If your computer's hanging, crashing or even switching itself off, it could be because your PC is running to hot.
It's not that difficult to make your computer run cooler. There are several simple fixes you can try straight away and a slew of more invasive measures that pretty much guarantee a cooler PC.
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We list the ten best tips we know, from the easiest to the most challenging.
1. Give it some room
Your computer cools itself using air drawn from the surrounding area. Stick it in a corner or even one of those little cubby holes you find in computer desks and you'll end up with insufficient air-flow to keep your PC cool. Make sure there's a good couple of inches clearance around the outer case and check that all vents and fans are free of obstruction.
2. Have a spring clean
Give your machine a regular clean inside and out. Dirt, dust and hair (pet or human) can stop fans working and over-insulate components. Start externally, cleaning out vents and fans with a vacuum cleaner hose. Inside the case, carefully blow away excess detritus with canned air. Don't be tempted to blow on components through pursed lips, you'll just glue the dust in place with spittle.
3. Check air flow
Most PC builders know to fit one or more case fans to their systems, but not everyone knows which way round to put them. It's best to have one positioned at the side, preferably over the CPU, sucking air into the case.
The second can be on the opposite side or the back of the case, venting hot air out. This arrangement should create a constant stream of air flowing over your components to make your PC run cooler.
4. Install SpeedFan
You may know your computer or laptop's running hot. But which components are the culprits? Most often it's the CPU, but what if there's a faulty case fan or hot video card in the mix? Free software SpeedFan will help you identify the hot spots in your machine. As a bonus, it can also control the working speed of your fans, automatically.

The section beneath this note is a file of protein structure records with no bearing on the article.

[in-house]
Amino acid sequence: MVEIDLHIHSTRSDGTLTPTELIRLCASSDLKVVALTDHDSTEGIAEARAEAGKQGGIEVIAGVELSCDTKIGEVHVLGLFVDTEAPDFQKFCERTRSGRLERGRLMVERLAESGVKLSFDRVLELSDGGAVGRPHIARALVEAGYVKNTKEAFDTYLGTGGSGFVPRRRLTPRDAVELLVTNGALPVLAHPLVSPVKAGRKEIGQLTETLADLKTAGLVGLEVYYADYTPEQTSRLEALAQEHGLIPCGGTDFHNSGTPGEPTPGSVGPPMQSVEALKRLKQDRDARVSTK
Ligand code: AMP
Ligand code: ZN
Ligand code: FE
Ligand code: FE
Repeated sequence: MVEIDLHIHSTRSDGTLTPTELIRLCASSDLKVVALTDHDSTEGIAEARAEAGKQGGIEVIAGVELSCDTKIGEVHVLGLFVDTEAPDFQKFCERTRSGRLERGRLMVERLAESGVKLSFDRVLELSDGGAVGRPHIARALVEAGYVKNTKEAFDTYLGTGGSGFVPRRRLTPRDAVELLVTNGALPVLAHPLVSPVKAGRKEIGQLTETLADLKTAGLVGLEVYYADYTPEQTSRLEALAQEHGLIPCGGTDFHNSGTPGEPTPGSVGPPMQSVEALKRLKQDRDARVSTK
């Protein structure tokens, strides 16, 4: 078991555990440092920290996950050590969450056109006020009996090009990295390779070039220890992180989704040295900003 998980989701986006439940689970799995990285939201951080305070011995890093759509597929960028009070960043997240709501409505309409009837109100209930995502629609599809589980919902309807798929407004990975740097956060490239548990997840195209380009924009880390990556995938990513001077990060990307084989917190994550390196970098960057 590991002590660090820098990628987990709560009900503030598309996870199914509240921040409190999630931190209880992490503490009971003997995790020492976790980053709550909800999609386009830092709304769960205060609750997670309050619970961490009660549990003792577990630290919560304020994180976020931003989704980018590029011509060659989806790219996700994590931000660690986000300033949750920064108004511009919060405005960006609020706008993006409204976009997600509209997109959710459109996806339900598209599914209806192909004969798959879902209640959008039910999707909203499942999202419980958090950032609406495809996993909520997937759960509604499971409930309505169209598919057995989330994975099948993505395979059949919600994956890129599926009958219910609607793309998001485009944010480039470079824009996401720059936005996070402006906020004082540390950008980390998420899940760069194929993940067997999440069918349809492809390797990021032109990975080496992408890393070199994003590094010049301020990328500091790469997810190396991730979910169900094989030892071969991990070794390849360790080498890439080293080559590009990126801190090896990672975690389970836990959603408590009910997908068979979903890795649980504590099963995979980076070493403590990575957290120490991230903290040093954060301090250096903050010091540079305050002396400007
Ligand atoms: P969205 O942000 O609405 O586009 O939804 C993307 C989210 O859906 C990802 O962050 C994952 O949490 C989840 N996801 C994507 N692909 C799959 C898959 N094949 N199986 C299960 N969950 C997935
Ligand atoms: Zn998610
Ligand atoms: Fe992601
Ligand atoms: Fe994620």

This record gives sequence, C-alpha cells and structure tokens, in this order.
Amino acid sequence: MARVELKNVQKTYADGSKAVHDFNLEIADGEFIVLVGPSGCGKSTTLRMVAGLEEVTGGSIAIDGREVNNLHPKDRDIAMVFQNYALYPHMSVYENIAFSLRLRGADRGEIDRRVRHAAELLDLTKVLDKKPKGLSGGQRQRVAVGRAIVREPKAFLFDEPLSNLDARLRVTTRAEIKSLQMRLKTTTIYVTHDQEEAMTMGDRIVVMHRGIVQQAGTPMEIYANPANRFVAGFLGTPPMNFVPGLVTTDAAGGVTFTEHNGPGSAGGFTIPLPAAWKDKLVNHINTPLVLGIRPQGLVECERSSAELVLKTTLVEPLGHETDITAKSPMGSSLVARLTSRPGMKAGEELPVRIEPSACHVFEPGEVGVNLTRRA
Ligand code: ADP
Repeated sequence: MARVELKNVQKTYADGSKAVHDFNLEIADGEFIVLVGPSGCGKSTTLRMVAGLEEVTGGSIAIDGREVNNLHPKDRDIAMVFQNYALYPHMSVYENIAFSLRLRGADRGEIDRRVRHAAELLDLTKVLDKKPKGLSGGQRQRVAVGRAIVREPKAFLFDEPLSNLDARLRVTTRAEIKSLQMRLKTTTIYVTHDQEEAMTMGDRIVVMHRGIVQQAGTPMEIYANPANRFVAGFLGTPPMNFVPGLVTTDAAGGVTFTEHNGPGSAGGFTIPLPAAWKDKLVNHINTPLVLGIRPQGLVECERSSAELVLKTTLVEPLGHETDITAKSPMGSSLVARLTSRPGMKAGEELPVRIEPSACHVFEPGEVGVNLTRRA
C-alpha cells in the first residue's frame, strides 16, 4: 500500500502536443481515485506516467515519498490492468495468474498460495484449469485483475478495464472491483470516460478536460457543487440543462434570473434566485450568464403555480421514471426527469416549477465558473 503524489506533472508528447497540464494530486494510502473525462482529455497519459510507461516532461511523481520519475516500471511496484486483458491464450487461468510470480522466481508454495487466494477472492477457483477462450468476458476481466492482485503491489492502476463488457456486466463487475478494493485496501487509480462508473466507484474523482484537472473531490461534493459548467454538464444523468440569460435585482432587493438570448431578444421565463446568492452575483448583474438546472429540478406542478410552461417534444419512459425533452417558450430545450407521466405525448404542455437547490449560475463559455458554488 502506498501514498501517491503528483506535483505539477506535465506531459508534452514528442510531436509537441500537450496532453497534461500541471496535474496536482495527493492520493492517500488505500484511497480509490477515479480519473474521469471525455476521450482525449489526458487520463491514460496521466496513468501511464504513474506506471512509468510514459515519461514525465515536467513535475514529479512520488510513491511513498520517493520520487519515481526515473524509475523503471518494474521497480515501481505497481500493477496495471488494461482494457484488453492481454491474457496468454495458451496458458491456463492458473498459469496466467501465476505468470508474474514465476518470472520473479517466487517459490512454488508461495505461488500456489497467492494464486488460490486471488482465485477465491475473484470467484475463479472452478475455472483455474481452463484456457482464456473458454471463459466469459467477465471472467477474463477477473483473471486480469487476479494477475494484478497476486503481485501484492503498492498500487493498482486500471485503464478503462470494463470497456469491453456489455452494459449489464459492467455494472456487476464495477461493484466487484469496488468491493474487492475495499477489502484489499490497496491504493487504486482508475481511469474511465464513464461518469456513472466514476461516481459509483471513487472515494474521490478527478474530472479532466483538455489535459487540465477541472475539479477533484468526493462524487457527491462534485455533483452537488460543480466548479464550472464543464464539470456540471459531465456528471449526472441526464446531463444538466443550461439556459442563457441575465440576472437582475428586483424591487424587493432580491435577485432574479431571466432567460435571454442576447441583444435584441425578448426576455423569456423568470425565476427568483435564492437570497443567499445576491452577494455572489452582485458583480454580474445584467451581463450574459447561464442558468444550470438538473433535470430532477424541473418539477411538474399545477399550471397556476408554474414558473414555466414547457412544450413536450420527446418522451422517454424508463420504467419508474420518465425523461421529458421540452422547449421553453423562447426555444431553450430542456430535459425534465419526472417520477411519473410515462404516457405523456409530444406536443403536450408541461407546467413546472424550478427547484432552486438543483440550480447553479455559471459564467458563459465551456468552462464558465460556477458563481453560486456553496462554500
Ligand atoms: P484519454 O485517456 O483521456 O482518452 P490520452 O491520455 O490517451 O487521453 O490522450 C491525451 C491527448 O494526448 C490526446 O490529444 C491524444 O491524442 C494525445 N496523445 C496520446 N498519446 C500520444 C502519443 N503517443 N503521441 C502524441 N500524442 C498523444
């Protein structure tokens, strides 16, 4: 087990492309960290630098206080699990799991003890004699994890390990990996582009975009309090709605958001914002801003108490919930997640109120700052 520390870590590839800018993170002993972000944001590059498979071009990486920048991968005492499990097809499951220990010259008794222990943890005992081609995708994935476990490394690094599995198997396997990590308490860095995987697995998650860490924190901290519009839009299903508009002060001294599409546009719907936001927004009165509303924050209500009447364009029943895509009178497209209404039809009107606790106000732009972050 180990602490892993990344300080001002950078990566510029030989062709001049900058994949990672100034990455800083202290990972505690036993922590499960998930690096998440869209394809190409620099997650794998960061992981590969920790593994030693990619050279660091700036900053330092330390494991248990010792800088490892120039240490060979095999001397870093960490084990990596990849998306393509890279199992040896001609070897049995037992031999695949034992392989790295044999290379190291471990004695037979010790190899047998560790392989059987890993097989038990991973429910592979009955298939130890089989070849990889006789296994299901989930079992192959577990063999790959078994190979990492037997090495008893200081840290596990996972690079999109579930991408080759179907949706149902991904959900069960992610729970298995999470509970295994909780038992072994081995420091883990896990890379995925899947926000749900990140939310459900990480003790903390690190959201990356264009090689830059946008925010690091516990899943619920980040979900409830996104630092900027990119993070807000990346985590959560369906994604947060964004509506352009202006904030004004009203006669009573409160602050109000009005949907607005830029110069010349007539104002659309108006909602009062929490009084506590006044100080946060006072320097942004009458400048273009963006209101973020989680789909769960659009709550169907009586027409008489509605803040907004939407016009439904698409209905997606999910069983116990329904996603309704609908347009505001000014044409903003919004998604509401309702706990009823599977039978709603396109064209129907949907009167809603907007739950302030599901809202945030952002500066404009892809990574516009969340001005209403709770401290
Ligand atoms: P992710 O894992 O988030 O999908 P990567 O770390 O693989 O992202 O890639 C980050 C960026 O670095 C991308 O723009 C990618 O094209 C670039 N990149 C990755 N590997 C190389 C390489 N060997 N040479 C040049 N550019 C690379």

5. Add extra fans
Adding extra case fans can improve heat dissipation, but add them sympathetically and don't disrupt the overall airflow. For example a second fan placed next to a inlet fan on the side of your case is ideal, as long as it's pulling air in, too.
6. Cool your cards
Modern video cards can rival your CPU for heat output. Some have built in fans, but some rely on passive methods of cooling - like a simple heatsink. Either way, you can help by installing a cheap and cheerful PCI slot exhaust fan, designed to draw heat from card components. Make sure it doesn't upset the overall air-flow though.
KEEP COOL: StarTech's Case Exhaust Video Cooler fits into a PCI or ISA slot next to your video card, extracting heat from the GPU
7. Use a cooling stand
Laptop computers aren't quite so easy to crack open and customise, but you can help cool a hot notebook with a bit of external help. Belkin's range of USB powered laptop cooling stands are inexpensive and work well.
8. Reseat your CPU
If none of the previous strategies work, more drastic measures may be called for. The following tip is only for those comfortable with advanced computer repair.
If your CPU is running too hot, it could be that the contact between the heatsink and CPU is poor. You can improve that situation by removing the current heatsink and fan, then carefully wiping the existing layer of thermal paste from the CPU with cotton buds and a little surgical spirit. To clean up the last of the residue, use a piece of kitchen towel. Take care not to get the grease on any other components and don't press down too hard at any point.
Apply a new, thin layer of thermal paste to the top of the CPU, making sure it's distributed smoothly and evenly. Finally, refit the heatsink and fan.
9. Upgrade the CPU fan
If your computer's CPU is currently being cooled by a standard issue heatsink and fan, you can upgrade to a more effective and expensive solution. Third party heatsink and fan combos can cost as little as tenner or as much as a hundred quid. Start at the £30 mark for more effective replacements for a generic heatsink.
BARGAIN: The Zalman CNPS9900A with twin heatsink coils and built in LED will cost you about £40 online
10. Install water cooling
A truly industrial solution, water cooling systems are no longer just for DIY hobbyists. You can find a range of ready to fit kits from £55.99 up to £345.99 at www.watercooling.co.uk or search for "water cooling kit" on Amazon [www.amazon.co.uk] for cheap deals.